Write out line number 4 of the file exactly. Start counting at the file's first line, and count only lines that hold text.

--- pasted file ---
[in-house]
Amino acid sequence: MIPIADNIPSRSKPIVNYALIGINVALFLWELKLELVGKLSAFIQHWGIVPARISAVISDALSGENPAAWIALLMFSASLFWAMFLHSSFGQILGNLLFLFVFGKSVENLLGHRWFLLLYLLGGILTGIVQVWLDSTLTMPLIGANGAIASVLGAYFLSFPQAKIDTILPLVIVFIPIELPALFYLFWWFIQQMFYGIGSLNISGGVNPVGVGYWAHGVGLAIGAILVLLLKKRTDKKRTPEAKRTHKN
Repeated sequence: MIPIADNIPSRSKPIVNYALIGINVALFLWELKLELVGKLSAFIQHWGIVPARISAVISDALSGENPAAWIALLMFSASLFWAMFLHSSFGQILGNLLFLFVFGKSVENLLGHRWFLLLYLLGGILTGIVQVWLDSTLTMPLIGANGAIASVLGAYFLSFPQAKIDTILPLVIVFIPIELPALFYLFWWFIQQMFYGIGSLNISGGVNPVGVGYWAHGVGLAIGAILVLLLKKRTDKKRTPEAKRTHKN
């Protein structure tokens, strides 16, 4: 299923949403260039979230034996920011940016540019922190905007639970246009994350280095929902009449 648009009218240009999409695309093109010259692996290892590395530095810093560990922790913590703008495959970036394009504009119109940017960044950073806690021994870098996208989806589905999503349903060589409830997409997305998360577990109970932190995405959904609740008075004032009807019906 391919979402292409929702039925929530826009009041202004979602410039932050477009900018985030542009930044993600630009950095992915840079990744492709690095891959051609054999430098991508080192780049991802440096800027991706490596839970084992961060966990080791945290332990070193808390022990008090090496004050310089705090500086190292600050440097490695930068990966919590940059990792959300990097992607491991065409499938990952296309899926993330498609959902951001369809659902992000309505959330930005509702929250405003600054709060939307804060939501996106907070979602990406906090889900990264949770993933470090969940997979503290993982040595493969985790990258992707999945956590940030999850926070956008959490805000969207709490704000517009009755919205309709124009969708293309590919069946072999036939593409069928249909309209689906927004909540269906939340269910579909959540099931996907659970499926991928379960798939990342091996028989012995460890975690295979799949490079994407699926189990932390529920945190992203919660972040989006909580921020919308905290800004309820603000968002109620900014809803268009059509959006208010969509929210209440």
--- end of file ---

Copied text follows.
């Protein structure tokens, strides 16, 4: 299923949403260039979230034996920011940016540019922190905007639970246009994350280095929902009449 648009009218240009999409695309093109010259692996290892590395530095810093560990922790913590703008495959970036394009504009119109940017960044950073806690021994870098996208989806589905999503349903060589409830997409997305998360577990109970932190995405959904609740008075004032009807019906 391919979402292409929702039925929530826009009041202004979602410039932050477009900018985030542009930044993600630009950095992915840079990744492709690095891959051609054999430098991508080192780049991802440096800027991706490596839970084992961060966990080791945290332990070193808390022990008090090496004050310089705090500086190292600050440097490695930068990966919590940059990792959300990097992607491991065409499938990952296309899926993330498609959902951001369809659902992000309505959330930005509702929250405003600054709060939307804060939501996106907070979602990406906090889900990264949770993933470090969940997979503290993982040595493969985790990258992707999945956590940030999850926070956008959490805000969207709490704000517009009755919205309709124009969708293309590919069946072999036939593409069928249909309209689906927004909540269906939340269910579909959540099931996907659970499926991928379960798939990342091996028989012995460890975690295979799949490079994407699926189990932390529920945190992203919660972040989006909580921020919308905290800004309820603000968002109620900014809803268009059509959006208010969509929210209440």